Strike three, guys
We’re not even two months into the Trump administration and they already get an F for cultural outreach. First, there’s the xenophobic policies with the Muslim ban, border wall with Mexico, and uptick in deportations. There’s also been Vice-President Mike Pence’s Black History Month tweet honoring a white guy and the Holocaust Remembrance Day statement that failed to mention the Jewish people. Now, they’re back at it again with a lackluster St. Patrick’s Day celebration.
Thursday, Ireland’s prime minister, Enda Kenny, sat down for breakfast with Vice-President Mike Pence who greeted him with “top of the morning,” a cringeworthy cliche that few have ever heard an Irishman utter. Later that day at a luncheon, President Trump recited an Irish proverb that no Irish person has ever heard:
“Always remember to forget the friends that proved untrue, but never forget to remember those that have stuck by you.”
With all due respect to the president's reputation for scrupulously checking his sources, I don't think this is an Irish proverb. https://t.co/1EvGGMsE9r— The Irish For (@theirishfor) March 16, 2017\n
Which brings us to the third strike of the day. This heinous cultural offense was perpetrated by Speaker of the House Paul Ryan. After a speech touting his Irish ancestry, he led a toast with a pint of Guinness that no self-respecting Irishman would ever drink. The pint was quickly criticized on social media by many Irish people for its paltry head that was a few inches shy of being topped off.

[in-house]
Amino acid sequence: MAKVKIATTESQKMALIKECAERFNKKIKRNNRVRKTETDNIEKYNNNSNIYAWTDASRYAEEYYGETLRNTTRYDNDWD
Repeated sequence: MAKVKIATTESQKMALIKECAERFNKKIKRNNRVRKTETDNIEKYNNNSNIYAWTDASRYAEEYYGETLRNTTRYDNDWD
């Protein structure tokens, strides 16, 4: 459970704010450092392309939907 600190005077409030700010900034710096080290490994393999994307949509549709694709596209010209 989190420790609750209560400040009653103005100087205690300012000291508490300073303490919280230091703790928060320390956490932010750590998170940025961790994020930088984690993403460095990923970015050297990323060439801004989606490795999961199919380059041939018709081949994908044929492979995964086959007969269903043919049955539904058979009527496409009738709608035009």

First Mike Pence says 'top of the morning', then Paul Ryan holds up this appalling pint, grave missteps by the US pic.twitter.com/U4ktqf0Aag— Naomi O'Leary (@NaomiOhReally) March 16, 2017\n
Compare and contrast.
Guinness has a very special place in Irish culture and is widely considered the country’s national drink. According to Guinness brewmaster Fergal Murray, pouring a pint of Guinness is “a ritual. It’s theater. It’s about creating an experience.” He also says that a proper pint must be poured in a two-step process. “Let the beer flow nice and smoothly into the angled glass and fill it up three-quarters of the way,” Murray said. “Once it settles, you want to fill up the glass and top it off. You allowed it to settle, you created a domed effect across the top of the pint, and now your head is looking proud over the glass. That’s the perfect vision of the perfect pint.”